Occasionally, we at STCC like to remind cyclists to take a breath, relax and just enjoy a long ride with friends. Often individuals or groups do things on the bike that may sound fun, but in the end are dangerous to both the cyclist and those around them. One of the things that is frequently brought to our attention is the behavior of some cyclists in events known as Bicycle Rally's.
What is a Bicycle Rally? For those of you that aren't aware, a bicycle rally is an event for cyclists, generally hosted as a fundraiser by a local community or organization. Bicycle Rally's usually offer routes from 10-65 miles (some offer longer distances), at your pace. Most all rallys provide rest stops every 10-12 miles, offering drinks and snacks to keep the riders moving. These events are not only a great way to raise funds for a good cause, but also are an encouragement to cyclists of all skill levels to get out, enjoy the countryside and meet new people. In North Texas, there is a Rally available almost every weekend from the first of February to the end of October. we encourage you to check our club rally calendar as well as others like bicycle-stuff.com.
Now to the focus of our update. What is a Bicycle Rally NOT? Rally's are NOT a race. Rally's are NOT a race. Rally's are NOT a race! If only I had my ruby slippers, so I could take you to that land where everyone could see how true this is. It seems that every year there are groups of cyclists that either informally agree to race with another club or attempt to use the rally as a race training ride - please avoid getting involved with these groups as their actions put everyone on the ride at risk. Rally's are for fun and, yes, everyone likes to go fast. Remember these points before you choose to ride with a group that puts everyone around them in unnecessary danger.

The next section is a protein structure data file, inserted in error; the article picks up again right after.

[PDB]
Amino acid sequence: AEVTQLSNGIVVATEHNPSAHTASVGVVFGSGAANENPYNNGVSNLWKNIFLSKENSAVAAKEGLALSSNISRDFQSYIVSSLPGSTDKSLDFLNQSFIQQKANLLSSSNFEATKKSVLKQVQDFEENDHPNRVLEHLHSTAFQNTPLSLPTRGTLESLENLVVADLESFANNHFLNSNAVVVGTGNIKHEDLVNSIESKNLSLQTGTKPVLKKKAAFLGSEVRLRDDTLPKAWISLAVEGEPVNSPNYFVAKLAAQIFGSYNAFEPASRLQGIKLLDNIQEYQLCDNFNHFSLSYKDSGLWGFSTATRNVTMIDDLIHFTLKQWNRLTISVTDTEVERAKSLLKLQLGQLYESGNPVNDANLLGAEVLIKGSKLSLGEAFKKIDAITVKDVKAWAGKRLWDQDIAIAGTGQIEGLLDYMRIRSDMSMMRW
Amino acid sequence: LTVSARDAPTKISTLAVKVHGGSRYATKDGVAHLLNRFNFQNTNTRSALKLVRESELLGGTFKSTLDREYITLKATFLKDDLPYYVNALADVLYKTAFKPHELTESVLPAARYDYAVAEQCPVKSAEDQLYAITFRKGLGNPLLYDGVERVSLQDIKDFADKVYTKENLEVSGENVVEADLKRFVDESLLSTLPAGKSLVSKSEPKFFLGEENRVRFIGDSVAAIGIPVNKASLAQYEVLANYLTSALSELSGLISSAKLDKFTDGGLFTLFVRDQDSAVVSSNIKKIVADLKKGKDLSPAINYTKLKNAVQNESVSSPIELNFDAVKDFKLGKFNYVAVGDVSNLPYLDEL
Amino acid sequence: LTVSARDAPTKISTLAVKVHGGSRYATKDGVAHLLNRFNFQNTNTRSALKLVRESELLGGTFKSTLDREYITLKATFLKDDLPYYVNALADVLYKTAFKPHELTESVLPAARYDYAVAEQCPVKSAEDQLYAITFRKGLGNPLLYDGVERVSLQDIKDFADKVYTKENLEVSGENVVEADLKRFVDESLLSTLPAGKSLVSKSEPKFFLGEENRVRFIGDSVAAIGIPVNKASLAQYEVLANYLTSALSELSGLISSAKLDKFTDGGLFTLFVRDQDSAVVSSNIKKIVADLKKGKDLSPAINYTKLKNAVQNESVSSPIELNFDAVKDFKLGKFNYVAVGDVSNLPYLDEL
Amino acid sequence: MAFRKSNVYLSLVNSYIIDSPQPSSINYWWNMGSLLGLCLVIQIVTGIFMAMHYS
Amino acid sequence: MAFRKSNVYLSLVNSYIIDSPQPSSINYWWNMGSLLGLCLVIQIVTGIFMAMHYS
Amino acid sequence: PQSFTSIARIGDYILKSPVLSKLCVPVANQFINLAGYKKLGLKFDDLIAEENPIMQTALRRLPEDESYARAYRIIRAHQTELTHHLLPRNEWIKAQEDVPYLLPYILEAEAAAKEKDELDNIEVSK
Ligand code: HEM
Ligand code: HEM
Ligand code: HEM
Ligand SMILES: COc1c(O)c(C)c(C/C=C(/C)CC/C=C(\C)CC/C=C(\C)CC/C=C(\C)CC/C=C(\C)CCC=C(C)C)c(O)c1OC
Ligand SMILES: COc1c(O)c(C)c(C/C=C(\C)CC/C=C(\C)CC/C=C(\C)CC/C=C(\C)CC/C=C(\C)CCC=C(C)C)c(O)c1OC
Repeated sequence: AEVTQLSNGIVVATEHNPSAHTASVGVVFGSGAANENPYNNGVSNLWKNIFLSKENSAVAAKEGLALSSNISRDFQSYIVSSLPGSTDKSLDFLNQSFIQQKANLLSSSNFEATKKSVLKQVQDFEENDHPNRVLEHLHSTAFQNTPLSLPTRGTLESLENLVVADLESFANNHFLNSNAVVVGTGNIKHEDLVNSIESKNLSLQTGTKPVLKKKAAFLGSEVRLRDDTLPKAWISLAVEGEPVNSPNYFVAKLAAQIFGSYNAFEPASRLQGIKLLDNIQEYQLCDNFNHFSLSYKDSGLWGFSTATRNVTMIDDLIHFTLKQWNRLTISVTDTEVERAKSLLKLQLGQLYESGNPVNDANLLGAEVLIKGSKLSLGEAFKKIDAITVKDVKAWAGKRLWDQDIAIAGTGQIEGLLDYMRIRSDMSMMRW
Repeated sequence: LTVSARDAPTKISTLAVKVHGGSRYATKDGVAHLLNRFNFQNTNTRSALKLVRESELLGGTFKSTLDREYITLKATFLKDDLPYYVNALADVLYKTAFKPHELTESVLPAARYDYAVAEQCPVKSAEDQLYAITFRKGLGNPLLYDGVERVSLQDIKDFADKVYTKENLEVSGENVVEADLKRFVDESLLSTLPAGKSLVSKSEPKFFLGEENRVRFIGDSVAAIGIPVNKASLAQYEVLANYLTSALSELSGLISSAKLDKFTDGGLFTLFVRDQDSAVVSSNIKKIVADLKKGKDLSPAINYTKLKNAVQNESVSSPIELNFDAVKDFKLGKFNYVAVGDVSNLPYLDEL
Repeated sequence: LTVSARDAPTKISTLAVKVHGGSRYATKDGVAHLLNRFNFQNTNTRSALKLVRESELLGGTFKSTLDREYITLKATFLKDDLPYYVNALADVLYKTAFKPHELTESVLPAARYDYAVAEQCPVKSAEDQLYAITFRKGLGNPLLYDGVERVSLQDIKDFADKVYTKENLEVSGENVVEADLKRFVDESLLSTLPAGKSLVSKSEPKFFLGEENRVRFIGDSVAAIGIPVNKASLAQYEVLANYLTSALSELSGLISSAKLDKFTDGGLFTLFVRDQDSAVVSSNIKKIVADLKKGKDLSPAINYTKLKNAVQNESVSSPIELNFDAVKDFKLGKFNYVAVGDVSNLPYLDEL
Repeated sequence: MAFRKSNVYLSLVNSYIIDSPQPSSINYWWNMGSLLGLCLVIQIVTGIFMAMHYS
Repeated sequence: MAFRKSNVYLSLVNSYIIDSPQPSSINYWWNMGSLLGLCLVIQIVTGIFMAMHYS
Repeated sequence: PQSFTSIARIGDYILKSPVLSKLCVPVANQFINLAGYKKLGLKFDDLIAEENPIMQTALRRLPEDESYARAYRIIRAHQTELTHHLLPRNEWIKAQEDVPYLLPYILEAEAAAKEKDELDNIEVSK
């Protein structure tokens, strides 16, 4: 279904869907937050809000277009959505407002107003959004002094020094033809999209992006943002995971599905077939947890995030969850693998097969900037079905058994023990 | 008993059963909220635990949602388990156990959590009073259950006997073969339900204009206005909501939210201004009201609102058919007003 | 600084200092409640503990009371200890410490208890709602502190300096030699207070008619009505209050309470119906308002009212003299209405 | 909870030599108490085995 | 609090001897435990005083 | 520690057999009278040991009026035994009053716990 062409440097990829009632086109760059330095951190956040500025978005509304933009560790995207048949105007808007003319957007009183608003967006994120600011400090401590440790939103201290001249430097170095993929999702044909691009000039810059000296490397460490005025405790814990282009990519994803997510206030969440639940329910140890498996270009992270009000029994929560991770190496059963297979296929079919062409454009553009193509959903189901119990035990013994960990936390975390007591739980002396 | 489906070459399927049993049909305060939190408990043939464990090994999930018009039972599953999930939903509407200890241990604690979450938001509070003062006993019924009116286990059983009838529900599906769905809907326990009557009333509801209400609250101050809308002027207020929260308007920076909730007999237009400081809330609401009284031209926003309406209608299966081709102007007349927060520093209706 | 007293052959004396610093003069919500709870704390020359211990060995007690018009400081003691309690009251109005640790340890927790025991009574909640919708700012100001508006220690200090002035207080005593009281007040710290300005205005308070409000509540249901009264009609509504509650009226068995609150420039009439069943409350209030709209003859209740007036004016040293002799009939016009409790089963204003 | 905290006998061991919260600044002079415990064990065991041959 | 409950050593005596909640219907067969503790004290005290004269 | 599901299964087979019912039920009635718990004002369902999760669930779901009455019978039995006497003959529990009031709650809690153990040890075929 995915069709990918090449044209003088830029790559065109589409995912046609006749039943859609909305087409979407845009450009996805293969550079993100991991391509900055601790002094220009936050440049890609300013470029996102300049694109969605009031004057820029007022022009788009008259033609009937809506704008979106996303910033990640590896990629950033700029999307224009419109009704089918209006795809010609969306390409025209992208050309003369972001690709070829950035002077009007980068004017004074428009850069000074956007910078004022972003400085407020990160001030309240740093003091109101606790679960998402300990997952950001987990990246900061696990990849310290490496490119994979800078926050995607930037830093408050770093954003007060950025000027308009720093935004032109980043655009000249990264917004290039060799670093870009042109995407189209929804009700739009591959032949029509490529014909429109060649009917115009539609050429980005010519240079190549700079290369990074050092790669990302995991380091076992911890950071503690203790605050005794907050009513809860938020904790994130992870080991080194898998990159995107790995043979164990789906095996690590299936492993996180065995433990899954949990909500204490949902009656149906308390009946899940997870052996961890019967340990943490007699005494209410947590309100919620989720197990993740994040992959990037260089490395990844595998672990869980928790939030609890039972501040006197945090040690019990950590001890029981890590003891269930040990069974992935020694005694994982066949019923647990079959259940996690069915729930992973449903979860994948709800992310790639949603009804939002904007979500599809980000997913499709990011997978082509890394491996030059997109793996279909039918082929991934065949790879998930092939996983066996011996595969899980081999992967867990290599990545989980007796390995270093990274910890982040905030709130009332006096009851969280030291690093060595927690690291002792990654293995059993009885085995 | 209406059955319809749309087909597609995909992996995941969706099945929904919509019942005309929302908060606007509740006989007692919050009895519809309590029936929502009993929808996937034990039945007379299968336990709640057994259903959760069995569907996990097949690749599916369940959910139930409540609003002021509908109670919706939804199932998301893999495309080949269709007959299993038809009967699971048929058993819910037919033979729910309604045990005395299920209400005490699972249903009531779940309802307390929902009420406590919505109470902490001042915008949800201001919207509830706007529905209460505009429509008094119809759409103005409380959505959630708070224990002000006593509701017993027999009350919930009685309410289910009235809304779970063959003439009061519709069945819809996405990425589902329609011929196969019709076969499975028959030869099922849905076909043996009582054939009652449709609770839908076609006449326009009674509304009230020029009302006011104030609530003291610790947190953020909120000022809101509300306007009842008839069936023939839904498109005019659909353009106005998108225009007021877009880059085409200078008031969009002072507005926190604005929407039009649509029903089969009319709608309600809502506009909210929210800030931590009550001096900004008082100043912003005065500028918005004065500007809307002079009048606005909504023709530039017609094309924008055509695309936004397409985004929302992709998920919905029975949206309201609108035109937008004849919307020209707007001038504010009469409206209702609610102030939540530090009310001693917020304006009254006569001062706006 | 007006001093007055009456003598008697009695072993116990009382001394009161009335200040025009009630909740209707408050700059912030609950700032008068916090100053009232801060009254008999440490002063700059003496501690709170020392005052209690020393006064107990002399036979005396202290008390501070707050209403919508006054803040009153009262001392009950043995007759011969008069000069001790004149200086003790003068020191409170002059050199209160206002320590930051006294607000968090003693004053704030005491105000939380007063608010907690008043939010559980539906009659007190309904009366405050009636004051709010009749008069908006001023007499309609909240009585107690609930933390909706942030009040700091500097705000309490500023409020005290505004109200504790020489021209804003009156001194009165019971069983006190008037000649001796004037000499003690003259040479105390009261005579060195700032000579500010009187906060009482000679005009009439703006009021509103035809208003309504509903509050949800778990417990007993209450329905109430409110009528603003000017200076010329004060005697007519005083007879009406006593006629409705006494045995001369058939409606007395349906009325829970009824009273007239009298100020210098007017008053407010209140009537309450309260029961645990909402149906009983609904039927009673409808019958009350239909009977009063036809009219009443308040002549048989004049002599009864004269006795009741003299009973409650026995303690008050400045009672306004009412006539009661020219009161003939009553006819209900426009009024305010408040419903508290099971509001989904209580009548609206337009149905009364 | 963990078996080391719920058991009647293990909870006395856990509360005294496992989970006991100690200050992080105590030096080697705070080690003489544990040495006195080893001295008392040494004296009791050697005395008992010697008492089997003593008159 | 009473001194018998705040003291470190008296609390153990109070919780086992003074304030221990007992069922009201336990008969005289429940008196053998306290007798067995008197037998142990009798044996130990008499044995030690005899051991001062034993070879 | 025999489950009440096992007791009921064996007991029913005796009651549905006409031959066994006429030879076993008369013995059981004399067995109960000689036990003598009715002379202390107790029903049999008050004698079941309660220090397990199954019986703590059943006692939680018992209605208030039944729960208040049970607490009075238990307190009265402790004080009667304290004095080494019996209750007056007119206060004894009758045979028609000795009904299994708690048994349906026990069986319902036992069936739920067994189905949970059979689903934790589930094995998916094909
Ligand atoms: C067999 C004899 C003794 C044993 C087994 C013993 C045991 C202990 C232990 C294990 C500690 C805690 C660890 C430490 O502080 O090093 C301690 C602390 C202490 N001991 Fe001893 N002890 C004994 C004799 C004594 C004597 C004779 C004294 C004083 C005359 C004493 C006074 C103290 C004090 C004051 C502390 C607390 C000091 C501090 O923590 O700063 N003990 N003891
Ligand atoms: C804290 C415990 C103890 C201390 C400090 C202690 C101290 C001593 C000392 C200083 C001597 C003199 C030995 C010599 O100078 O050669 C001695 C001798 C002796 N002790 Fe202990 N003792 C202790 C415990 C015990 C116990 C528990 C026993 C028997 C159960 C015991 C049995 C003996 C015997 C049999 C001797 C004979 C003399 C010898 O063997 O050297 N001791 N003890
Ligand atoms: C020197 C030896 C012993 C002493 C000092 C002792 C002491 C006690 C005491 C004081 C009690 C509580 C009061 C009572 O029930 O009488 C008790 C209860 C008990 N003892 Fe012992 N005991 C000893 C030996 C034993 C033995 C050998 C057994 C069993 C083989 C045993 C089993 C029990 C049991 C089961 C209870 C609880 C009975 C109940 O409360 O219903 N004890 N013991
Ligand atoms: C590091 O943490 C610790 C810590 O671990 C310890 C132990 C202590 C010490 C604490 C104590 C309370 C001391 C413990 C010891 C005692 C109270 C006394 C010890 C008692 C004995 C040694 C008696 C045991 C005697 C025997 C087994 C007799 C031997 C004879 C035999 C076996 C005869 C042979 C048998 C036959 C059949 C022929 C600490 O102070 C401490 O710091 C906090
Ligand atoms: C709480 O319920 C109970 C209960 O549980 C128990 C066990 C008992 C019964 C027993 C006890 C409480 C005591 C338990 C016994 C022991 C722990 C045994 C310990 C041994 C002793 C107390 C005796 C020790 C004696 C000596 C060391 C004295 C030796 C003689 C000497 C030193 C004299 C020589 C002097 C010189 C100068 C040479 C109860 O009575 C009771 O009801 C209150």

o Rally's are not a race, these are social rides intended provide a fun venue to raise money for a good cause.
o Rally's, much like the STCC Thursday rides, have a large number of people doing varied distances on the same roads. This requires thought and cooperation from everyone to ensure a safe ride. Cooperate.
o Routes on Rally's are on open roads. Even cyclists that are not a part of the rally may end up in your group. The roads are not closed and you cannot prevent some random cyclist out for their morning ride from joining you, so take extreme care. The roads shared with all.
o As a general rule, given these rides are not races, ALL routes wrap around on top of one another towards the end of the ride. This means that higher paced cyclists from the longer routes will likely encounter many single cyclists and families in the last ten miles or so that are, at best, novice level.
o A startled cyclist can lead to disaster. Do not expect the less experienced cyclists, regardless of the pace, to understand any of the commands we commonly hear on our group rides ("on your left", "passing", "single up"). Some are not familiar with the safe habits and rules we've applied to our group rides. These cyclists may be in their first environment with large numbers of bicycles - it may even be their first time on the road. If you are coming up behind them, slow down and match their pace, announce yourself, pass only on the left. If they don't move give them a wide berth - as the one behind you are the ONLY one in the situation tbein an see what is going on and has control over what happens next.
With no statistics to back it up, it seems that over the last few years, the groups looking at these rides as a chance to show how good their race team and skills are, have gotten more prevalent and have been involved in numerous accidents, particularly at the end of the ride when mixing in with slower, less experienced cyclists - all to get a KOM on Strava.
Be smart and don't ruin anyone's day. If you see individuals or groups involved in this type behavior, note what jersey they're wearing and let us know. If safe to do so, take a picture. We'll chase it down for you with the Rally organizers.
Watch out for yourself and fellow cyclists, be safe and for heavens sake "Just Ride Your Bike!".